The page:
“Going Saint”

The memoir meets spiritual formation literature in Nathan Foster’s The Making of an Ordinary Saint; and in case the name “Foster” has a familiar ring to it, think “Richard Foster” of the seventies-era classic Celebration of Discipline.  Nathan is Richard Foster’s son, and a handful he was, apparently.  Now with addiction and bitterness in the rear-view mirror, Nathan is reporting on his alternative mid-life crisis:  no red convertible for him!  He took on a year of celebrating the spiritual disciplines (which ultimately became a four year project).

Most significant is Foster’s demonstration that the Christian life is not a check list, and the twelve disciplines he highlights should not be treated as such.  Rather they are an interconnected web of righteousness in which:

“God initiates and we respond.  When music sparks the love of God within us, we sing.  When nature speaks to our hearts, we give thanks . .  .[W]e acknowledge God and his beauty.  Prayer, fasting, and meditation allow us to tune in.  Submission, service, confession and simplicity create a humble posture.  Study teaches us how to tap into the frequency of gratitude.  Guidance shows us where to find God.”

“In a sense there is only one discipline:  an active response to a loving God. “

Nathan has overcome significant obstacles, and goes out of his way to help his readers to see that a life infused with prayer, fasting, solitude and some of the more strenuous disciplines does not necessarily come easily, even if your father is a spiritual formation guru.  Intentionality was the word that kept coming to mind as Nathan shared his experiences of “drafting [in a bike race as] a perfect metaphor for community.”  He took the risk, and God met him more than half-way.

Of particular value in this book are:

1.  The section of Further Reading, which provides resources specifically on each of the twelve disciplines Foster examines.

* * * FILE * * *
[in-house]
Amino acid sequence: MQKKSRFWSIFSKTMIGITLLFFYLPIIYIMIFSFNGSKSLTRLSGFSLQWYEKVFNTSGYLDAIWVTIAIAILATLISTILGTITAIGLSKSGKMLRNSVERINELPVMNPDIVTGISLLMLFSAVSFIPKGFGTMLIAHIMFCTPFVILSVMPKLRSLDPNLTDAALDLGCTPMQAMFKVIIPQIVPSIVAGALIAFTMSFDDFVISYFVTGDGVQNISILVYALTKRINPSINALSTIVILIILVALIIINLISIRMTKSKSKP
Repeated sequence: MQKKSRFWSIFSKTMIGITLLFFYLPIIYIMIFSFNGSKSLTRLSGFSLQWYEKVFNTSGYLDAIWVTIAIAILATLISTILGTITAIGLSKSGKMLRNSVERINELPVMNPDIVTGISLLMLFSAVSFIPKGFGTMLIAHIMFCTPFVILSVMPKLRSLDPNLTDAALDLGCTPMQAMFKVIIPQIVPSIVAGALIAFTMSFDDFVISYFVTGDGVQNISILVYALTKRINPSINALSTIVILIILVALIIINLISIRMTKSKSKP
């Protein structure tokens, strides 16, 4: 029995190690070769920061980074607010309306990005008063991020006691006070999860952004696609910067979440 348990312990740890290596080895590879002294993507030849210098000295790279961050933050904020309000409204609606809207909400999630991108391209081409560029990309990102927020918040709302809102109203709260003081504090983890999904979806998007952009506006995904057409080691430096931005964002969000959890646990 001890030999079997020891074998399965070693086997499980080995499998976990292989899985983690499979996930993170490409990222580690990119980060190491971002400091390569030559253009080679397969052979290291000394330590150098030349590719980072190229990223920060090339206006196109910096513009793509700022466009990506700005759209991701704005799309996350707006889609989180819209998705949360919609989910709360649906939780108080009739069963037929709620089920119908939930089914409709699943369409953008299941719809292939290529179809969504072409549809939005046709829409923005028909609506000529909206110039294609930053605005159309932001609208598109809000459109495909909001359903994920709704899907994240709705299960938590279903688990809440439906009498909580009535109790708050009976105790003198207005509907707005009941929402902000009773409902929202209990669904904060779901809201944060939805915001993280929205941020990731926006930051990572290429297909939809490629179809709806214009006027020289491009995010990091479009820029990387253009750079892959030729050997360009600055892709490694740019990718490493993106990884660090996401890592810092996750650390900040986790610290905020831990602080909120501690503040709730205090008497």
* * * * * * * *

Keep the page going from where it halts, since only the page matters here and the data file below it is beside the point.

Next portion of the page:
2.  Richard Foster’s introductory words at the outset of each chapter, which provide background and understanding of the topics.

3.  The portraits of “extraordinary” saints which come at the end of each chapter, profiling an historical figure who excelled in or had exceptional insight to the practice of that chapter’s discipline.

For anyone who would become something other than incidentally Christian, this book is a kick in the seat of the pants, a chat over a cup of coffee with someone who has made the effort, and an historical and theological argument in favor of the practice of the spiritual disciplines.

I received this book free from Baker Publishing Group. The opinions I have expressed are my own, and I was not required to write a positive review. I am disclosing this in accordance with the Federal Trade Commission’s 16 CFR, Part 255 http://www.access.gpo.gov/nara/cfr/waisidx_03/16cfr255_03.html.

3 thoughts on ““Going Saint””

  1. […] Fifth, if you find that you are subject to a sin that is “rooted in your nature”; i.e. “heightened by your constitution,” this is not an excuse to go on sinning.  Gregarious types do not get a free pass to gossip or offend people with their jabbering tongues, and, likewise, introverts cannot selfishly stare at their phones instead of  drawing out or investing in other people.  For these besetting sins, Owen prescribes the means of grace designed to bring the body “into subjection,” (I Corinthians 9:27).   While fasting, prayer, silence and other spiritual disciplines are given to “cut short the natural appetite,” Owen cautions about their becoming an end in themselves.  They will not produce mortification of sin apart from the work of the Spirit of God.  For more on the spiritual disciplines, Nathan Foster has written a delightful follow up to his father’s classic work.  My review is available here:  https://michelemorin.wordpress.com/2014/11/07/going-saint/ […]


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